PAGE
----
OURSELVES THE ELVES
Self is the Universe
THE name Ourselves The Elves seems like an attempt at self-deprecation. However, once the Pinoy indie foursome starts playing, they set aside their self-consciousness, electing instead to let their music do the talking.
By the sound of their sophomore release, the band actually stands taller than the competition in squeezing out fresh sounds from guitar-driven rock. True, the guitars occasionally recall influences from The Smiths’ Johnny Marr and a clutch of ‘70s folk rock greats, but in the company of Aly Cabral’s ethereal vocals, the combination packs its own distinct attraction.
Sariling Duwende/Inner Faerie opens the new album with thatringing chords-ethereal singing blend. Toe-tapping folk rock meets aching sentiments in Shellfish, soul boosts the pop-rock disposition of Spinal Crack, while That ‘70s Song ups the volume a notch above the rest.
Then, wonder of wonders, these indie heads pull out their inner Meghan Trainor to give D.I.C.K. (Daddy Issues Cursed Kids) a retro-future makeover currently on heavy rotation in History Channel’s alien conspiracy series Project Blue Book. The band reprises the feeling two tracks later in the back porch swing of Sweet Sally.
Somewhere along the way to the whiz-bang electronica of the title track, Cabral sings about losing her head. Ourselves The Elves must have listened to their own advice and triumphantly produced a record that displays their real strengths.
BAD album title alert! “Basurock” doesn’t exactly inspire confidence that oddly named band Calebral has something good to offer—and on a double CD at that! Garbage in, garbage out, anyone?
Suckers to supposedly subliminal advertising will have the last laugh. You see, Calebral has been strip-mining the elastic boundaries of hard rock, punk and Pinoy rock so that on their fifth and newest album, they’ve hit upon a motherload of glittering gems that should incite the spawning of the next generation of metal and OPM pop fans.
“Basurock,” despite its icky connotation, is among the finest double albums in Pinoy rock ever. To argue, most other OPM artists release double album collections of their greatest hits or of their live performances. Calebral’s “Basurock” isn’t composed of recycled materials though: it features new songs and new collaborations, and none of them stink at all.
One or two comparatively slow tunes may not appeal to snotty rockers, and they’re part of the package like some sort of pit stops before the band launches into another set of hot-rod scorchers. One such softer track, Strawberry, is deftly delivered with subtlety and beguiling surprises that can move hearts of stone. Crackpot Dissension goes for lounge-like South Border—with iron balls.
The tough rocking majority ripples with amped-up intensity, which nevertheless allows moments of clarity to shed light on the subjects of love and loss, emotional turmoil and ugly truths about living in the now. Kurdun and Fall From Grace are a pair of post-punk Juan de la Cruziads. Sugar Daddy proudly wears its Siakol badge, while Gawin Nating Masaya and Tapos na Tayo constitute Trojan horses meant to reel in unwary mainstream listeners to “basurock.” Their cumulative effect is utterly compelling.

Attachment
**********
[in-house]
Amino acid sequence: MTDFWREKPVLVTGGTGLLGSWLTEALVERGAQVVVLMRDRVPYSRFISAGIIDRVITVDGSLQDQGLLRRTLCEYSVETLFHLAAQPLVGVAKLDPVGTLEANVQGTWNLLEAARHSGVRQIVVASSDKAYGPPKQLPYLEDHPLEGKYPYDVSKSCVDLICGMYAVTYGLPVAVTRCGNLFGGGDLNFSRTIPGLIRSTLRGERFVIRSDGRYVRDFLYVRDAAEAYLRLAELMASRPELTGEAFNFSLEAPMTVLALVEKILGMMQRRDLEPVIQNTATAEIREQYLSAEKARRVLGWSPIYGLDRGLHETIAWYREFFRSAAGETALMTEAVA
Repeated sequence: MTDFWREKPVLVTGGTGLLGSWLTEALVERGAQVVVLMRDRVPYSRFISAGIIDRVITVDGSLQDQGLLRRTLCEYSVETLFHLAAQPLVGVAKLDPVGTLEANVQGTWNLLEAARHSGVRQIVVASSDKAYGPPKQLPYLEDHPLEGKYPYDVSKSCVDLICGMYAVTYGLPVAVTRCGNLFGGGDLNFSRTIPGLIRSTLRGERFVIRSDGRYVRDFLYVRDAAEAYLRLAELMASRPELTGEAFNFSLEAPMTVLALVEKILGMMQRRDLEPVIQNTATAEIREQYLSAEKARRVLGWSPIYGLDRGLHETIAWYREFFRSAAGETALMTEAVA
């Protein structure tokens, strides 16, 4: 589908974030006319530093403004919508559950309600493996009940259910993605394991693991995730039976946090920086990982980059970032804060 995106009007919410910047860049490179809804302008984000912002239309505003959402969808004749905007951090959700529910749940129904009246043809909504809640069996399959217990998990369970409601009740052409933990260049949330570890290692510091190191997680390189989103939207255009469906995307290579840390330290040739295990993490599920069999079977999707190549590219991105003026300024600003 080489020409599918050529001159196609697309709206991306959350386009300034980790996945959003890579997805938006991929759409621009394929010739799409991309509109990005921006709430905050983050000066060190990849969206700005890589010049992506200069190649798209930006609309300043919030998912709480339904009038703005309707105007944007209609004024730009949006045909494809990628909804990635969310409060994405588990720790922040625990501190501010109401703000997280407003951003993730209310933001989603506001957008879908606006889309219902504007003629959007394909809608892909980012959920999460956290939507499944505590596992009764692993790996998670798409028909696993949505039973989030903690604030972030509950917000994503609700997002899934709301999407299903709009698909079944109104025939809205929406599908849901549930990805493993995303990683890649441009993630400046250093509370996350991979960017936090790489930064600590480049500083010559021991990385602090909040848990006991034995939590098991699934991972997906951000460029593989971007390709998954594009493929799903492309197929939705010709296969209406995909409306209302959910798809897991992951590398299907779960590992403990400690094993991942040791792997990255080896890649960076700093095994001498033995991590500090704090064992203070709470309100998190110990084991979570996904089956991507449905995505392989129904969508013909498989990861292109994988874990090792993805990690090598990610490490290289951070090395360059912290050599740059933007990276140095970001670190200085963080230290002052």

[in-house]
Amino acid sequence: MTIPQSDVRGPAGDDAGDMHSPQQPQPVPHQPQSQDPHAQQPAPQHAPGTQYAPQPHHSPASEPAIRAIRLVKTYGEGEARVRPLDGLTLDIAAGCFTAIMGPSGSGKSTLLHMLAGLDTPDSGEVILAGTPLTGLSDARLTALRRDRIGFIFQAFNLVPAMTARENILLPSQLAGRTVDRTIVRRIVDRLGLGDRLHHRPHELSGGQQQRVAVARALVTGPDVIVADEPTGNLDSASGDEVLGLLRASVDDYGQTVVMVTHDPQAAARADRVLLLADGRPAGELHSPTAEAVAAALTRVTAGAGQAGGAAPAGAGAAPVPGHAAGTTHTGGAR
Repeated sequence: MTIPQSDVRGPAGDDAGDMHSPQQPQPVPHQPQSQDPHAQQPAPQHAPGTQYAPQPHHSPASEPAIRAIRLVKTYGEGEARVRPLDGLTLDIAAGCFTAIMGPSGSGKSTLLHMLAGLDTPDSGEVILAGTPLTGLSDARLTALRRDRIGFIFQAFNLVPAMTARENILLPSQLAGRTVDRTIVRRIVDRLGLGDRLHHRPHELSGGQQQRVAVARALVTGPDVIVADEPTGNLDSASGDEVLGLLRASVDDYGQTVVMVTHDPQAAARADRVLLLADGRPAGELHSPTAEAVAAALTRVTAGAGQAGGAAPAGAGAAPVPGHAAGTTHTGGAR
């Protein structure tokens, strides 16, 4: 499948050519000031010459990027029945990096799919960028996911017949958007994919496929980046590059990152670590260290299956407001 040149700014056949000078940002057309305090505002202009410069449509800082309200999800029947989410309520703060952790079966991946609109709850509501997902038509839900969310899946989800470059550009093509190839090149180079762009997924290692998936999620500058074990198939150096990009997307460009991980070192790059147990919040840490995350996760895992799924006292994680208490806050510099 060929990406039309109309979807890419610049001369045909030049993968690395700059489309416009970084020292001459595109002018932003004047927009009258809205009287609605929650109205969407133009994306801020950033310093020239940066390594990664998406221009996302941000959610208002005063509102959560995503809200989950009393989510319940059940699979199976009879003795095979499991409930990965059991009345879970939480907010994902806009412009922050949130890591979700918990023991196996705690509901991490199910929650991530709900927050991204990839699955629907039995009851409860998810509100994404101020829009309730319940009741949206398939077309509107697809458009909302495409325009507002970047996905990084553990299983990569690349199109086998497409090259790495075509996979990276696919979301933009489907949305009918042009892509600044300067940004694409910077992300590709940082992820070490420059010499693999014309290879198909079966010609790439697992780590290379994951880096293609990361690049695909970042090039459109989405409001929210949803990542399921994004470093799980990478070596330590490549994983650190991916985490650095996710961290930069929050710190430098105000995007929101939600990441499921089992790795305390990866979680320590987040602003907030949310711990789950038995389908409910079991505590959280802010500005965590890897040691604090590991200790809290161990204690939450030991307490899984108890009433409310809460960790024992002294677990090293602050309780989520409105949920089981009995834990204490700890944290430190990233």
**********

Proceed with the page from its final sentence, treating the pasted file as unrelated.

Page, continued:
A QUARTER-century separates this year’s pop-rocking Bob Mould from his original mothership, the great American band Husker Du—bad-assess from America’s Midwest who augmented the harsh hardcore punk of the sprawling cities with the enduring melodicism of power pop.
Like most unconventional ‘80s wayfarers like The Replacements’ Paul Westerberg, Bob Mould remains true to the rock and roll ethos that shaped his early musical life. They both fashion slam-bang songs founded on hooks. He diverges a bit by creating more powerfully built anthemic rockers.
The sound of Sunshine Rock comes from a long line of smart, attractive originals beginning with his days with Sugar. Each new song can viewed be seen as a reboot of an earlier version, probably now on its iteration 6.0.
That’s okay. No matter its previous lineage, today’s I Fought, What Do You Want To Do With Your Life? and Sunny Love Song will see young and old punks bouncing off the wall. There’s an obligatory slow rocker in Camp Sunshine and a new wave indebted track in The Final Years.
We should all welcome some sweet ferocity in our lives. Each time out, Bob Mould is your dependable provider of tender aggression.
AFTER a sketchy opener, Danish pop star MØ pirouettes quickly into the faux tribal beat of Way Down, wrapping the listener in its tight, dance friendly embrace. By the third track I Want You, the catchy hooks unfold as the beat moves from steady to frenetic, going into the chorus, then back to the next cycle of tunefulness.
The energy tapers off with Blur, which really reveals that the Danish Euro-pop formula is a cascade of one big hook after another. Nostalgia, Red Wine and West Hollywood showcase the method in full bloom, and despite the rather emotional ambiguity in MØ’s singing—her delivery and pacing never changes whether she’s evoking happiness or sadness—each cut flows without memorable distinction from track-to-track.
Forever Neverland is an international chartbuster, and MØ may be the next Rhianna.
Watch the latest Danish superstar ascend to global prominence when she takes the spotlight at the New Frontier Theater on April 15.